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Summary: The sedate, stately ritual of the evening sacrifice was now suddenly shattered by his loud cries of joy and praise. And you can’t rightly blame them. It is God’s desire that all His children experience this joy.

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“The Leaping Cripple” March 27, 2011

Acts 3:1-10

Sermon Series Acts: God’s Vision and Power for Shell Point

Pastor Allan Kircher

Introduction

Surprise upon surprise in the early months of the church is joined by an attitude of pushing through barriers,

Exploring the new, and sailing with the fresh winds.

Anytime we open ourselves to the breath of the Spirit, we are in for surprises and are pushed to new frontiers.

Peter and his friends surely did not know much about what was happing to them.

I’m still in a state of surprise of what is happening to me!

Every day held a new adventure in their lives. They were on fire and excited for what God was doing in their lives.

Do you have a new spiritual adventure everyday, doesn’t God create and speak mysterious words upon your heart?

Now Peter and his friends surely did not know much about what was happening to them.

But two things they did understand;

All that was happening was from God; and they would sail in convoy with those new winds.

In Acts 3, the Holy Spirit selects one of the “many wonders and signs” mentioned in 2:43 as an illustration.

This astounding miracle of healing a man lame from birth gathers a curious crowd and prepares them to hear Peter’s sermon.

It also confirms that Peter and John represent God.

The gospels and Acts reveal that Peter and John were closely associated.

They were partners in a fishing business before their call as disciples.

They were also in the inner circle with Jesus along with John’s brother James.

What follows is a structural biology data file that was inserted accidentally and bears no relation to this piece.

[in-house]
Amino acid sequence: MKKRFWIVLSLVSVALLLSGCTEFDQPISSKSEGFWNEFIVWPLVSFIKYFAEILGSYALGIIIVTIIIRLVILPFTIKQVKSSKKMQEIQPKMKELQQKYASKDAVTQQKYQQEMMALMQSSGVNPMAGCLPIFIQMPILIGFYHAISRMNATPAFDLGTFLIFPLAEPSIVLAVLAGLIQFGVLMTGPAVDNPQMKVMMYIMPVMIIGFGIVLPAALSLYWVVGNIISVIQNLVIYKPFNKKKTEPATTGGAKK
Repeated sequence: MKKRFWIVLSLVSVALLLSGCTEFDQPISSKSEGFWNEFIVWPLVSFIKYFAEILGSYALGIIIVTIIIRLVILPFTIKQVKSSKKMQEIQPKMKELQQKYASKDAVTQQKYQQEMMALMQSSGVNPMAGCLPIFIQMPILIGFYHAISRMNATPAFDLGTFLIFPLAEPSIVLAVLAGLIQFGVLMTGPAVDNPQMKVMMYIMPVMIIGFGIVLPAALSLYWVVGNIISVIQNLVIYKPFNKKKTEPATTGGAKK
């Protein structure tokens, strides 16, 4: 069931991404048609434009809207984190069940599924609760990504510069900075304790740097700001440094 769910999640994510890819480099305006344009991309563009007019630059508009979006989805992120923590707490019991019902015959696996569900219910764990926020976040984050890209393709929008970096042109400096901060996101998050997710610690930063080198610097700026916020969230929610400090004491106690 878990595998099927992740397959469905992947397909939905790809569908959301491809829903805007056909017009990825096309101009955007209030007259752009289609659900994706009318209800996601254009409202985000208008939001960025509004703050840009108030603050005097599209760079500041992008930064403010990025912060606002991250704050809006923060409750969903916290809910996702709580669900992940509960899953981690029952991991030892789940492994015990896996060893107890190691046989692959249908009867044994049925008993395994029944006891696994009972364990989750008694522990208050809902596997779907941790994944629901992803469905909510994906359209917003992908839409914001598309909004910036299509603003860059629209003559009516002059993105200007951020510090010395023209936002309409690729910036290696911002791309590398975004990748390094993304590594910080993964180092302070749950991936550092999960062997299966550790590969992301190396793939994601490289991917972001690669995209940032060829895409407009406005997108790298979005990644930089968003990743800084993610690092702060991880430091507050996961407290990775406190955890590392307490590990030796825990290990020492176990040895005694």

They alone of the twelve followed Jesus to the high priest’s house after His arrest.

They were the first of the two to visit the tomb after the resurrection.

So here, and throughout the early chapter of Acts we see them traveling and ministering together.

Verses 3:1-3

On their way to the temple, the two apostles encountered a certain man who had been lame from his mother’s womb.

Luke tells us the beggar was over 40 years old and had been lame since birth. (Acts 4:22)

His case was hopeless; his affliction was not one the doctors of his day could cure.

Being an invalid since birth, he has never known a healthy day.

He’s never stretched out his legs and walked to the market or to a friend’s house.

In fact, his legs are just useless appendages-two perpetual reminders of the lifelessness he feels deep within his soul.

Beggars in Palestine favored three location; the houses of the rich, main highways, and the temple.

Of the three, the temple was the best site. Not only did crowds throng the temple daily, but they also came to impress God with their piety.

One way to do that was to give alms to the poor.

Further, the temple treasury was where people gave their offerings to the Lord.

They would therefore be in a frame of mind to give money when they came to the temple.

Well apparently every day his friends would carry him to one of the Temple Gates-

Luke says it was referred to in his day as "the Gate Beautiful."

This particular gate was very ornate and made of Corinthian bronze that looked like gold when polished.

According to Josephus, the Jewish historian, it was so large it took 20 men to close it.


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